Back to the IPO, in the flesh

For now, at least, music-lovers have plenty to look forward to in Jerusalem, Tel Aviv and Haifa.

ILAN VOLKOV conducting the concert at Jerusalem’s ICC auditorium. (photo credit: GUY YECHIELI)
ILAN VOLKOV conducting the concert at Jerusalem’s ICC auditorium.
(photo credit: GUY YECHIELI)
When it comes to musical acts, of any ilk, they don’t come much bigger than the Israel Philharmonic Orchestra (IPO). However, even the illustrious national classical ensemble, with all its global renown, has been incapacitated these past three-plus months, along with all the world’s other pandemic-strapped cultural organizations.
But the IPO is back, at long last. Earlier this week, internationally celebrated conductor Ilan Volkov presided over a concert at Jerusalem’s ICC auditorium, performing a varied program of works that took in Mahler’s arrangement of Schubert’s Death and the Maiden, Elgar’s Introduction and Allegro for Strings, and Consolation by 20th century Icelandic composer Jon Leifs.
Volkov is of the opinion that musicians and audiences alike would do well to keep their options open.
“I think it is wonderful to play well-known works, and also great to plat less-known works,” he proffers. “Yaron Gottfried is conducting a work by [late 19th century-early 20th century English composer Frederick] Delius, which many people do not know.”
The composition in question is On Hearing the First Cuckoo in Spring, a tone poem written in 1912 and first unveiled in Leipzig the following year.
Volkov and Gottfried will occupy the conductors’ podiums across two concurrent series, taking in 33 concerts scheduled for the ICC, the Charles Bronfman Auditorium in Tel Aviv, and the Haifa Auditorium. Gottfried’s side of the wide-ranging repertoire also features Appalachian Spring by 20th-century American composer Aaron Copland, and Schumann’s Spring Symphony. Each program will be performed several times through July 9, with concerts frequently taking place twice a day.
Volkov says that he was understandably eager to pick up the baton again.
“People want to get back to this [live concerts]. You can’t carry on living in a vacuum. You can’t stop life entirely. It was wonderful to conduct again in Jerusalem.”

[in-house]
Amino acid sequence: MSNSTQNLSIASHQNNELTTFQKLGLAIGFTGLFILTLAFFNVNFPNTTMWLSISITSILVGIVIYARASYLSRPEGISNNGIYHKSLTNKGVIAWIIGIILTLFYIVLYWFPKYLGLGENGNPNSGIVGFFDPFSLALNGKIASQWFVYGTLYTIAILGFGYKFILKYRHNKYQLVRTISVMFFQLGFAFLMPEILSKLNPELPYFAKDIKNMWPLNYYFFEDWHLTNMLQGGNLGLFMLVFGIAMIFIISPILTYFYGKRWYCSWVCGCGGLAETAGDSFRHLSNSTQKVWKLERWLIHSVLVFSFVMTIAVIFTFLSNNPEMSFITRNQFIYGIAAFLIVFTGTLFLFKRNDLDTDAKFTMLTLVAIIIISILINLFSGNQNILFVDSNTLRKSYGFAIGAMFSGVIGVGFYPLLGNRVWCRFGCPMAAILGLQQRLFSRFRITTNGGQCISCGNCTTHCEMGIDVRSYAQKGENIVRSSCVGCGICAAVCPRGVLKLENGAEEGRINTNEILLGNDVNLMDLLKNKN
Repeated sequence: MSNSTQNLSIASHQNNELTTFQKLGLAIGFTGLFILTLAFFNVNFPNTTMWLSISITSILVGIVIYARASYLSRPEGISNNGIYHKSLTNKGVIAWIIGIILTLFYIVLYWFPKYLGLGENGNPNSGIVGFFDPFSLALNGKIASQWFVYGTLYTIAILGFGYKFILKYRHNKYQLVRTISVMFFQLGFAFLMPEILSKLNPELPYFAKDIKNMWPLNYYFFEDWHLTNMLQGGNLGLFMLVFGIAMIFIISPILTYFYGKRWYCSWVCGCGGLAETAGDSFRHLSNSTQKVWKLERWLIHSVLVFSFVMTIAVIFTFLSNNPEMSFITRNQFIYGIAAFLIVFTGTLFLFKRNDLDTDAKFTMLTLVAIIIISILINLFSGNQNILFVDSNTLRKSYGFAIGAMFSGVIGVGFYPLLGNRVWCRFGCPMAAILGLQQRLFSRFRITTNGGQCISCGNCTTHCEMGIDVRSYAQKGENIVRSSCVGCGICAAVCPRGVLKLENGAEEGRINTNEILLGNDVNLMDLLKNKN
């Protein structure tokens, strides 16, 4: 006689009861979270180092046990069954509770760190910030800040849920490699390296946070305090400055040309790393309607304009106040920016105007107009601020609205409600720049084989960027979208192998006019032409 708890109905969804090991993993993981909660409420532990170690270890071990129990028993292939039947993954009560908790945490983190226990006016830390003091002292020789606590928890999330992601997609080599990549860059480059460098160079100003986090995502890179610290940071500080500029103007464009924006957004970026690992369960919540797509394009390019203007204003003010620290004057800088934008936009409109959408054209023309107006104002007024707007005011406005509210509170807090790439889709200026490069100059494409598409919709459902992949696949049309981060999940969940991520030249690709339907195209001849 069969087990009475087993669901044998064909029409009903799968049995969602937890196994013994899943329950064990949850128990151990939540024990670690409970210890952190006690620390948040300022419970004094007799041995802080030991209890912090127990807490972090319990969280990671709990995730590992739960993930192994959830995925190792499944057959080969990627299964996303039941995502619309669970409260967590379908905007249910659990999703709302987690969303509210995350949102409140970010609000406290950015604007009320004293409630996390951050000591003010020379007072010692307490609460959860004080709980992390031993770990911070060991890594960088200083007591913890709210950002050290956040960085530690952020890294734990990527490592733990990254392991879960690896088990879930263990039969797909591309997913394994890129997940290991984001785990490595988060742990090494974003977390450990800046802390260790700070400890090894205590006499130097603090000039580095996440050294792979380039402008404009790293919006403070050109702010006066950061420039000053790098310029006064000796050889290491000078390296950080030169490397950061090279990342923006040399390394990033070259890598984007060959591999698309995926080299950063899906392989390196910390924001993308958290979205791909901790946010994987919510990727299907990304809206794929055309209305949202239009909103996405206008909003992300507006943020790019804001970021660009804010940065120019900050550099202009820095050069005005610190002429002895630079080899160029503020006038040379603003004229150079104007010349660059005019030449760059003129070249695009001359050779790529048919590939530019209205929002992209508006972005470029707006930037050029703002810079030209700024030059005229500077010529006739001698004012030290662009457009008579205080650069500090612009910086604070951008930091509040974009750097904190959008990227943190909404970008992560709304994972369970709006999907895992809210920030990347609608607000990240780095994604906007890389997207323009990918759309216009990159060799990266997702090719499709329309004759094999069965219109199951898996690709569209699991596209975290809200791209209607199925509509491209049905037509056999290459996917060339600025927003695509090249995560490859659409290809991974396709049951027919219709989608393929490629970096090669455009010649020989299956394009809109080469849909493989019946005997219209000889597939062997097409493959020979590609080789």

Not that the voluminous ICC was packed out on Sunday. “There were only around 200 people. But tickets only went on sale on Thursday, so that was to be expected. And, of course, you aren’t allowed to fill all the seats. I hope that, in future concerts, there will be 500 people in the audience.”
Still, it was a live actual concert.
“The last time I conducted a concert was on March 1, in Dublin,” Volkov notes. “It was so exciting to get back to rehearsing, and hearing the power of an orchestra playing in the same room together. You can’t get that from Zoom. The communal experience is fundamental to human life. From what I hear people are hungry to come back to concert auditoria.”
Performing artists, as they begin to resume their onstage work, are now experiencing something new. Professionals in most disciplines do not take long furloughs, basically because they can’t afford to financially, and because it is generally not a good idea to fade from public view for too long. Volkov feels there are some benefits to be had from the enforced period of inactivity.
“At this time, I like the idea of musicians across the globe considering what to do now. How do we function in a terribly neoliberal world which does not really know how to react to a situation with such a crisis? That, for me, demonstrates the weakness, at least of the Western world.”
That also has implications for the arts when there is precious little in the way of state funding and support for cultural organizations and artists of any stripe.
“Other than, say, Germany and Norway, artists and culture have almost no support,” Volkov adds.
The conductor feels there are numerous avenues to be explored in a post-pandemic world that don’t necessarily lead to a dark place.
“We have to think globally, and about climate change. Is it right to think of orchestras flying all over the world? Should we look to source more work locally?”
That, Volkov, says, can help to support local composers with ensembles commissioning and performing their work. Venues also come into the post-corona equation.
“We have to think about playing outdoors, and amplification. You have scores that are written for the Internet, and sound fine on digital platforms, so maybe there should works written especially for the outside.”
It is a matter of adapting as needs must.
“We have to think positively. If you can’t play a work by Mahler [due to the requisite size of the orchestra and acoustic demands] then don’t. Play something else. We have to be creative.” That sounds just right for Volkov et al.
For now, at least, music-lovers have plenty to look forward to in Jerusalem, Tel Aviv and Haifa.
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